Because of the extensive surface area of oil droplets in emulsions, emulsion flotation offers possibilities for the recovery of finely divided mineral particles. Surfactants must stabilize the emulsion and possess an affinity for the desired minerals. Other important factors are the nature of the emulsion ingredients, the relative volumes of the continuous and discontinuous phases, the charge sign borne by the droplets of the oil phase, the zeta potential of the desired mineral, the soluble salt content the water-pulped and ground ores. At or near the isoelectric point or ZPC, the double layer about, the mineral-laden oil droplets is reduced in thickness and the droplets will coalesce and continue to aggregate into agglomerates. Inversion from O/W to W/O can occur depending upon a number of interrelated factors. Electrokinetic Instrumentation to measure, the ZPC, electrophoretic mobility, zeta potential and streaming current are invaluable in the application of emulsion flotation to metallic and no metallic minerals.
In mineral separation, an emulsion is a mixture of two immiscible or partially miscible liquids and one or more surface active agents, one of which may or may not be a collector. When the continuous phase is water and the dispersed phase is a ‘neutral oil’ (petroleum hydrocarbon), the surface active agent (or agents) will usually produce an oil-in-water (O/W) emulsion. The O/W emulsion is now in the form of fine droplets bearing a specific charge which may be either negative or positive depending upon the surfactant employed. Whether anionic or cationic, these reagents have two functions which are (1) to stabilize the emulsion by acting as emulsifiers and (2) to act as a surfactant possessing a specificity toward the desired mineral. Also, the mineral solids may further stabilize the emulsion or bring about an inversion from an O/W emulsion to a W/O emulsion (1:125) .
Invariably, the logic for emulsion flotation derives from von Reinders’ (2:127) analysis of Young’s equation. This equation for the wetting of solids by liquids is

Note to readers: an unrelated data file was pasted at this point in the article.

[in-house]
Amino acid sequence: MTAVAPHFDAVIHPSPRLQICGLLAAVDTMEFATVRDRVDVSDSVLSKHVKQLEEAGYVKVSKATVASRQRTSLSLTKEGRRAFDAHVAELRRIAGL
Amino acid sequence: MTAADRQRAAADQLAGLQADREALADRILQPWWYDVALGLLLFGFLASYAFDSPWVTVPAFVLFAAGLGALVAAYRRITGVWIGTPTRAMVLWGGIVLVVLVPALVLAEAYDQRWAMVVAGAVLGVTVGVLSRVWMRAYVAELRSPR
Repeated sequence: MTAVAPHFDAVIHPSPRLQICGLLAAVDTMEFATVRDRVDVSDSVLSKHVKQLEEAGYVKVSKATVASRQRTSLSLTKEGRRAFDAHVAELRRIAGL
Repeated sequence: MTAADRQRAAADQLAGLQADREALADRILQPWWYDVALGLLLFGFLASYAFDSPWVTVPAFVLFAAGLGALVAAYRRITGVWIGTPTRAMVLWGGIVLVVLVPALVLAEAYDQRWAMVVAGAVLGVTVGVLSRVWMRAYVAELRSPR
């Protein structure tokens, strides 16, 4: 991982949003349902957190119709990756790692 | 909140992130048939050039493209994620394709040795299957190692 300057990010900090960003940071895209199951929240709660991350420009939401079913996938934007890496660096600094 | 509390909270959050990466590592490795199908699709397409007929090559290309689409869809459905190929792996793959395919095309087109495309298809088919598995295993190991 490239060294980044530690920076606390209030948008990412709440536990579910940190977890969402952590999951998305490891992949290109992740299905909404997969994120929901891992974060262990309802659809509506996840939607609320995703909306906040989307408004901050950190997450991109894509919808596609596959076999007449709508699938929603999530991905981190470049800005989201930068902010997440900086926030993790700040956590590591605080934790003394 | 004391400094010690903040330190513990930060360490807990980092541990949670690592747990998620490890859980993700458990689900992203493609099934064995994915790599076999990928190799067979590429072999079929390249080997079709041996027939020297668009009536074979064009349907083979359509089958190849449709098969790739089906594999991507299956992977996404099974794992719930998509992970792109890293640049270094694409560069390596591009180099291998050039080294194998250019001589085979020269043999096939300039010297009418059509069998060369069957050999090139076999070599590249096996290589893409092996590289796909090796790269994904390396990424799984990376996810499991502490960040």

where θ is the contact angle and rso, rsw and rwo are the interfacial tensions of solid-oil, solid-water, and water-oil respectively. von Reinders pointed out three situations which are as follows:
- If rso>rwo + rsw, the solid particles will remain dispersed in the water.
- If rsw>rwo + rso, the solid particles will remain dispersed in the oil, and
- If rwo > rsw + rso, or if none of the interfacial tensions is greater than the sum of the other two, the solid particles will concentrate in the water and oil boundary. When the solid particles collect at the liquid-liquid interface, Young’s expression can be applied to give the following:
(a) If rsw < rso then the cos θ is positive and θ < 90°, which results in a major portion of the solid particles remaining in the water.
(b) If rso < rsw, cos θ is negative and θ > 90° which results in a major portion of the particles remaining in the oil; and,
(c) Obviously, there exists the unlikely situation when the contact angle is 90°, at which the solid particle is equally wetted by both the oil and the water.
At the outset in applying emulsion flotation, contact angle relationships are helpful, but electrokinetic measurements are often definitive and quantitative. Zero-point-of- charge (ZPC) and the relative magnitude (or lack of magnitude) of zeta potentials reflect on stability, coalescence, and inversion of an emulsion system in which a particular mineral is caused to participate. Consequently, electrokinetic instrumentation to measure the ZPC, electrophoretic mobility, zeta potential, and streaming current is invaluable in application of emulsion flotation to metallic and non-metallic minerals.
When emulsions break, it is immediately apparent because the pulp becomes substantive—oil layers out at the water-air interface. Inversion and breaking are interrelated. Both of these phenomena involve flocculation and coalescence. On inversion of an O/W emulsion to a W/O type, the oil becomes the continuous phase, and the water forms droplets. This is a reversible process. Breaking occurs as a result of a merging of the droplets into a bulk phase. It is an irreversible process. On breaking, the stabilizing surfactants may remain in the water phase.